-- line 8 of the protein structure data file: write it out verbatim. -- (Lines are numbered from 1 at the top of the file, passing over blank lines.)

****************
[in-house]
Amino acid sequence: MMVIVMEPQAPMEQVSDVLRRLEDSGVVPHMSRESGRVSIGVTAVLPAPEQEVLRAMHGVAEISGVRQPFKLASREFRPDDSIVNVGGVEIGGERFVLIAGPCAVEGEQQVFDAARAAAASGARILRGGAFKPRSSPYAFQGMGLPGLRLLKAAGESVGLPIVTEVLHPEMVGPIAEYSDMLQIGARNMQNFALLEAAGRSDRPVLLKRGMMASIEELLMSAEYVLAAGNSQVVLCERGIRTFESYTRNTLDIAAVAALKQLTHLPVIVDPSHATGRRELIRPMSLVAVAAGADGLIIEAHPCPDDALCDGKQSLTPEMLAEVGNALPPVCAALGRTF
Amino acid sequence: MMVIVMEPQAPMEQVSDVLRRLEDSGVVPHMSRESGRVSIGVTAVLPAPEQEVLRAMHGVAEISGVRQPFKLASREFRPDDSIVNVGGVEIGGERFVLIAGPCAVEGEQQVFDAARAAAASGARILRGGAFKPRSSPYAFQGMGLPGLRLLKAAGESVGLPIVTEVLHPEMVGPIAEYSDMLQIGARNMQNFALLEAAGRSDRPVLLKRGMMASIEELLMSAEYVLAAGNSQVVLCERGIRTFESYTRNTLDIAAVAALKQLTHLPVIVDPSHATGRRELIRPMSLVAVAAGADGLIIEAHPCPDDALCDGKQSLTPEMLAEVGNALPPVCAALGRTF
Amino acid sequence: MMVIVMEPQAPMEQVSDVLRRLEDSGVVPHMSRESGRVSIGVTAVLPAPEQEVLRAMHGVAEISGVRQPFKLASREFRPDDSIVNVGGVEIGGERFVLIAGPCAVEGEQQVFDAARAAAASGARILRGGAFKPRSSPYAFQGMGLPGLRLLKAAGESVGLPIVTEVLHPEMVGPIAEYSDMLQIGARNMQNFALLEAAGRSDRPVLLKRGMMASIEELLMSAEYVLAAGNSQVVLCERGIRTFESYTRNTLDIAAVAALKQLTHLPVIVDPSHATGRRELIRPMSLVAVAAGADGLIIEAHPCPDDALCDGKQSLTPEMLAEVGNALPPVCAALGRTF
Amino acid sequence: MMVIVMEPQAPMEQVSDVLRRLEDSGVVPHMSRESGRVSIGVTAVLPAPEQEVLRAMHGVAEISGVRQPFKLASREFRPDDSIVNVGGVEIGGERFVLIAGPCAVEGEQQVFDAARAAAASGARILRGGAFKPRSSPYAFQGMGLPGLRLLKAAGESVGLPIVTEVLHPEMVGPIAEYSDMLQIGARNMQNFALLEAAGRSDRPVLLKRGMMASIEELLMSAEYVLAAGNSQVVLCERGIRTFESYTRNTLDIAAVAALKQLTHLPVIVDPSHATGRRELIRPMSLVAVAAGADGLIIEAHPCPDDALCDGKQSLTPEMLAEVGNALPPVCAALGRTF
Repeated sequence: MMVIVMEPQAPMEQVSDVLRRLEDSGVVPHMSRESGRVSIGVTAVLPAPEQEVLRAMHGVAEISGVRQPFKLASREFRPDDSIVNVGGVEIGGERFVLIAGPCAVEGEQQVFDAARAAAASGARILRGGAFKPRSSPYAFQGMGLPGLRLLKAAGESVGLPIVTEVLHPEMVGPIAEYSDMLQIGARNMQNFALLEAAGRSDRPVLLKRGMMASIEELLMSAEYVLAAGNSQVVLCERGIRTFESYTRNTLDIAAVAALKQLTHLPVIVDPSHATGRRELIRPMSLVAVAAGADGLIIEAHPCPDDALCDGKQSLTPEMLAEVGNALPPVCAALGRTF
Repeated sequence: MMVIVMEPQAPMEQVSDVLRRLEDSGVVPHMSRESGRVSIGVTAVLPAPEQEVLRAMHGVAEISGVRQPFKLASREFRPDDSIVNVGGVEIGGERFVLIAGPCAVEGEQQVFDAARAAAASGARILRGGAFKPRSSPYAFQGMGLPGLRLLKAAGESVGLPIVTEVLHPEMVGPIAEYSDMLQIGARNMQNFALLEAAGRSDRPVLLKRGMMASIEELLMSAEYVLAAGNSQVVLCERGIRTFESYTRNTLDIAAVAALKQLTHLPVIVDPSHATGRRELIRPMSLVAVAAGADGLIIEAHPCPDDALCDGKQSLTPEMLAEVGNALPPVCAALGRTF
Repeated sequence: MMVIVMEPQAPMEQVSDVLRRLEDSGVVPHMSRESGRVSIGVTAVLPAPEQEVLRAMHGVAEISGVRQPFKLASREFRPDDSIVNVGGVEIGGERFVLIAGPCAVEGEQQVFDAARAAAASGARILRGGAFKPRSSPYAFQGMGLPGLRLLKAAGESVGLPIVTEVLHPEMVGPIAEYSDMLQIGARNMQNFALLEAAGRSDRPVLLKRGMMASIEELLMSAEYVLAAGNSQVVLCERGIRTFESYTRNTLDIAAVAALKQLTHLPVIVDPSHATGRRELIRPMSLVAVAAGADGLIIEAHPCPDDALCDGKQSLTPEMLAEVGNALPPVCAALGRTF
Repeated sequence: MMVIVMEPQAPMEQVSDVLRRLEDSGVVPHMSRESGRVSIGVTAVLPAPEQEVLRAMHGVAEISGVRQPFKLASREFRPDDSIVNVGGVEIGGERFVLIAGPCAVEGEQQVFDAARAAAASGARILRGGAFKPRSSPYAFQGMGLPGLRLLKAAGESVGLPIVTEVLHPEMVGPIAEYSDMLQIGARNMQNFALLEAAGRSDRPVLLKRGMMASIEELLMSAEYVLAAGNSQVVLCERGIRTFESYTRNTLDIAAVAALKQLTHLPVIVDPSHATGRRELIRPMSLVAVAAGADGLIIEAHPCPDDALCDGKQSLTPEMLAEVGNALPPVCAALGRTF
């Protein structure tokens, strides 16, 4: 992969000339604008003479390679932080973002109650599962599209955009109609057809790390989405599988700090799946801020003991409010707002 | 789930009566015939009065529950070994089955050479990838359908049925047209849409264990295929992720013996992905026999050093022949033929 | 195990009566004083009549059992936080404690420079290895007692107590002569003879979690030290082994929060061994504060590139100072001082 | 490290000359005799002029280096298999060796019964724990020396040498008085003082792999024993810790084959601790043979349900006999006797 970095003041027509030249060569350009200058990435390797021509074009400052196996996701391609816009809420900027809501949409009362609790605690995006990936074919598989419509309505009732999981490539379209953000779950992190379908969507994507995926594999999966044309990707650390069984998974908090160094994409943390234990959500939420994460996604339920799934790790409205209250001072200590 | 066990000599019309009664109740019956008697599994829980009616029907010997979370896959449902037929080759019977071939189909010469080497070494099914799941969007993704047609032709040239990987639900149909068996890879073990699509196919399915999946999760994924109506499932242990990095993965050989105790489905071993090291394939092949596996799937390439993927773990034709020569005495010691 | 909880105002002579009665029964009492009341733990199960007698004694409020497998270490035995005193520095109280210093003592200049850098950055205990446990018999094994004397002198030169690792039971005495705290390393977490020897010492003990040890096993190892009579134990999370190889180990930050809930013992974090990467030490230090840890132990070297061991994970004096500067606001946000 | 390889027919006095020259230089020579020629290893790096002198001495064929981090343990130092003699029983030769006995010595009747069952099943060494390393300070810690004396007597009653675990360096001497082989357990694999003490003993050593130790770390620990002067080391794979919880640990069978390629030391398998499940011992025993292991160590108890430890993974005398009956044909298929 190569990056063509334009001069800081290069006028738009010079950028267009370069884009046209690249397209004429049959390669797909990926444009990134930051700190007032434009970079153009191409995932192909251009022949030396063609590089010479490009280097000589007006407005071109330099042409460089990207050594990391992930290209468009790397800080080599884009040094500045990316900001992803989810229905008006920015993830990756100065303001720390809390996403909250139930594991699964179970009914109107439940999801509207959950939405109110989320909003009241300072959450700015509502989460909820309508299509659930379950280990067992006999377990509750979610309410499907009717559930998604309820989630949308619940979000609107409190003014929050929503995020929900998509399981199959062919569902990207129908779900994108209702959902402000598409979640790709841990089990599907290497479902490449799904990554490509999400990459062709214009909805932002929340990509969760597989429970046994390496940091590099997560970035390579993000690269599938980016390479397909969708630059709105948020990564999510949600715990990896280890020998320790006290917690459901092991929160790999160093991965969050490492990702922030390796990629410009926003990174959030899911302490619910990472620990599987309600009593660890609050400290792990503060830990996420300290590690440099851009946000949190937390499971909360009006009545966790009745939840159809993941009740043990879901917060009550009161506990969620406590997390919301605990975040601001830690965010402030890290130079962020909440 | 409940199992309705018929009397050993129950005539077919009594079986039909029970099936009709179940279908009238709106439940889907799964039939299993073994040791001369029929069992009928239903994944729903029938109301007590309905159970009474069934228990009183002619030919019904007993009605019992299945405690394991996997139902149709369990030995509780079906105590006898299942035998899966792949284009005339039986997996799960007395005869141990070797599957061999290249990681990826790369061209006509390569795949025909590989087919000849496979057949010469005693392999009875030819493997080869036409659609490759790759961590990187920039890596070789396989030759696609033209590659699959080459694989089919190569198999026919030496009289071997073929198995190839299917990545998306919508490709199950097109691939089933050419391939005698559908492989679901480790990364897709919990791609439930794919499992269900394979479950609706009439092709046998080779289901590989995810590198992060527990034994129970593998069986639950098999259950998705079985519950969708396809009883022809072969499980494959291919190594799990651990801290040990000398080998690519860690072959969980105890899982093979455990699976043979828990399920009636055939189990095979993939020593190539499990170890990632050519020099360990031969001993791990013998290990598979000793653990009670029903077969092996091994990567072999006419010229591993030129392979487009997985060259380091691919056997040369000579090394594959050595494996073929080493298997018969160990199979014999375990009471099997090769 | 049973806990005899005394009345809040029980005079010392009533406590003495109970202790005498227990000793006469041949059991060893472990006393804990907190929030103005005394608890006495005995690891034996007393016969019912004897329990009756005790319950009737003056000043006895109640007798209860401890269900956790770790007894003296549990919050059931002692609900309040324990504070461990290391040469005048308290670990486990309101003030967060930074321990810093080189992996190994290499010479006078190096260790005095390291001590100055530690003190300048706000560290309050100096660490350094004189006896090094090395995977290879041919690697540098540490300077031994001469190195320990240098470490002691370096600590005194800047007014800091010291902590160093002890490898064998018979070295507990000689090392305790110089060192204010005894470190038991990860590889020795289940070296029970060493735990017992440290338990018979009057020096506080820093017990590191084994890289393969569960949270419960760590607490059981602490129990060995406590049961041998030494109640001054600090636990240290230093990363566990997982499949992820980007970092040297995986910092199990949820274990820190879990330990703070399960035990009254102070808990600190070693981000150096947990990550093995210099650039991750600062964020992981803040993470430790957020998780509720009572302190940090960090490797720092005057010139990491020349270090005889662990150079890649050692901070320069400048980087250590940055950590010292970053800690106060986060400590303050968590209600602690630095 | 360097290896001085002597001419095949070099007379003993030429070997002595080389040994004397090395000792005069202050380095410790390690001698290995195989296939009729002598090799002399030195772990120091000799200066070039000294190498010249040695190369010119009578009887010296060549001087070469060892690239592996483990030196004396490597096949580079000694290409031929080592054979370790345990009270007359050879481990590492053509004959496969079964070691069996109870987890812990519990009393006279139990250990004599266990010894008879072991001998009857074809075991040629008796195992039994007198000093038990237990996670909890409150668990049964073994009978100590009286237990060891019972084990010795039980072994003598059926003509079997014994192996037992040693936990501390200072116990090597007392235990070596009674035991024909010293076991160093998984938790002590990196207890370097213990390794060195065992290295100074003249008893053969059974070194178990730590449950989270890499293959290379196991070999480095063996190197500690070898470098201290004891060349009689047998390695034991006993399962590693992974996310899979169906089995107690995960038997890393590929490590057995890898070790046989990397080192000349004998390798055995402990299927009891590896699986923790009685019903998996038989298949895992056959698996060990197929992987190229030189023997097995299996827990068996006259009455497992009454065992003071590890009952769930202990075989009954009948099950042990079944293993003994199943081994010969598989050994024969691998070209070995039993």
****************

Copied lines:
Repeated sequence: MMVIVMEPQAPMEQVSDVLRRLEDSGVVPHMSRESGRVSIGVTAVLPAPEQEVLRAMHGVAEISGVRQPFKLASREFRPDDSIVNVGGVEIGGERFVLIAGPCAVEGEQQVFDAARAAAASGARILRGGAFKPRSSPYAFQGMGLPGLRLLKAAGESVGLPIVTEVLHPEMVGPIAEYSDMLQIGARNMQNFALLEAAGRSDRPVLLKRGMMASIEELLMSAEYVLAAGNSQVVLCERGIRTFESYTRNTLDIAAVAALKQLTHLPVIVDPSHATGRRELIRPMSLVAVAAGADGLIIEAHPCPDDALCDGKQSLTPEMLAEVGNALPPVCAALGRTF